forming a gate electrode structure in the recessed channel region contacting the source/drain regions;
separating the active region from an adjacent active region by forming an isolation trench in the substrate and filling the isolation trench with an insulating material,
wherein formation of the isolation trench reduces the contact area between the gate electrode structure and the source/drain regions, and reduces the size of a depletion region associated with the channel without reducing the width of the channel.
11. The method of claim 10, forming the isolation trench in the substrate comprises:
forming a hard mask pattern on the substrate;
etching the substrate through the hard mask pattern using a wet etching process and/or a dry etching process to form a upper isolation trench;
forming a spacer on sidewalls of the upper isolation trench;
selectively removing a portion of the spacer on a bottom surface of the upper isolation trench to expose a portion of the substrate; and
etching the exposed portion of the substrate using an anisotropic etching process to form a lower isolation trench.
12. The method of claim 11, wherein the hard mask pattern is formed at a resolution limit of a photolithography process, and the lower isolation trench is formed with a width less than the resolution limit.
13. The method of claim 10, wherein the upper active region facing the isolation trench has, at least in part, a concave sidewall.
14. The method of claim 10, wherein forming the gate electrode structure comprises:
forming a gate mask pattern on the substrate;
anisotropically etching the substrate through the gate mask pattern to form an upper gate trench;
forming a sacrificial layer on sidewalls of the upper gate trench and exposing a portion of the substrate at a bottom surface of the upper gate trench;
isotropically etching the exposed portion of the substrate to form a lower gate trench having a maximum width greater than the width of the upper gate trench;
forming a gate dielectric layer on exposed inner walls of the upper and lower gate trenches;
forming a conductive layer on the gate dielectric to fill the upper and lower gate trenches, wherein the conductive layer filling the upper and lower gate trenches forms a gate electrode within the gate electrode structure.
15. The method of claim 10, wherein the RCAT comprises a spherical RCAT (SRCAT) and the gate electrode structure has a flask-shaped cross-section.
16. A method of fabricating a transistor, the method comprising:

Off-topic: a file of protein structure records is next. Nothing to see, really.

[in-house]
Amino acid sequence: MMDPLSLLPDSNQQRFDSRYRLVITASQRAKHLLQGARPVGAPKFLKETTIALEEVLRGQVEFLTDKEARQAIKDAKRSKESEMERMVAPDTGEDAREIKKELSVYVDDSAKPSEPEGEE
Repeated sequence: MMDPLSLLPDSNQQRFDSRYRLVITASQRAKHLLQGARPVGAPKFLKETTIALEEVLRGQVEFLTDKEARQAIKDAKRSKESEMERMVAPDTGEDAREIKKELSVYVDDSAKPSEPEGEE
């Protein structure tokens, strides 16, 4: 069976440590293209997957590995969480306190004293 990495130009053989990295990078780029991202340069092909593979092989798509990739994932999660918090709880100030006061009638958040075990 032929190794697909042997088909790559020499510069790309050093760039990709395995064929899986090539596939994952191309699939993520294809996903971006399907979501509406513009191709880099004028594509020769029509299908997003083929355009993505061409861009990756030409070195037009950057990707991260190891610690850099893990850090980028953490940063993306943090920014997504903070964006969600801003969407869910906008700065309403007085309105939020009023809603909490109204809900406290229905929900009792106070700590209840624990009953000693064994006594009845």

forming an upper isolation trench in a substrate to define an upper active region;
forming a lower isolation trench in the substrate to define a lower active region, the lower isolation trench passing through a bottom surface of the upper isolation trench, wherein a width of a lower portion of the lower isolation trench is greater than a width of an upper portion of the lower isolation trench;
filing the upper and the lower isolation trenches with an insulating material;
forming a gate electrode extending through the upper active region; and
forming source/drain regions in the upper active region on respective sides of the gate electrode.
17. The method of claim 16, wherein a width of an lower portion of the upper isolation trench is greater than a width of an upper portion of the upper isolation trench.
18. The method of claim 17, wherein the width of the upper portion of the lower isolation trench is less than the width of the lower portion of the upper isolation trench.
19. The method of claim 16, wherein a bottom level of the lower isolation trench is lower than a bottom level of the gate electrode.
20. The method of claim 16, wherein the gate electrode has an upper portion adjacent to the upper isolation trench and a lower portion adjacent to the lower isolation trench, wherein a width of the upper portion of the gate electrode is less than a width of the lower portion of the gate electrode.
Description
CROSS-REFERENCE TO RELATED APPLICATIONS

This is a divisional of application Ser. No. 12/025,877 filed on Feb. 5, 2008, which claims priority under 35 U.S.C. §119 to Korean Patent Application No. 10-2007-0019088 filed Feb. 26, 2007, and is a Continuation-in-Part application of application Ser. No. 11/387,029 filed Mar. 22, 2006, now U.S. Pat. No. 7,470,588, the collective subject matter of all of which are hereby incorporated by reference in their entirety.

BACKGROUND OF THE INVENTION

1. Field of the Invention

The present invention relates to semiconductor devices and methods of fabricating same. More particularly, the invention relates to semiconductor devices having recessed gate electrodes and methods of fabricating same.

2. Discussion of Related Art

As electronic products employing semiconductor devices have become increasingly thin, lightweight, and compact, semiconductor devices used in such produce generally have been required to become more densely integrated. Accordingly, research for reducing the two-dimensional size of transistors has been ongoing.

Reduction in transistor size has resulted in the reduction of transistor channel length and channel width. However, the drive current provided by a transistor is inversely proportional to its channel length, and generally proportional to its channel width. Thus, reduction in channel length may increase drive current and response speed. In contrast, reduction in channel length may cause problems, such as punch-through. Consequently, there is a continuing need for design and fabrication approaches that minimize the two-dimensional size of transistors while at the same time providing an effective channel length.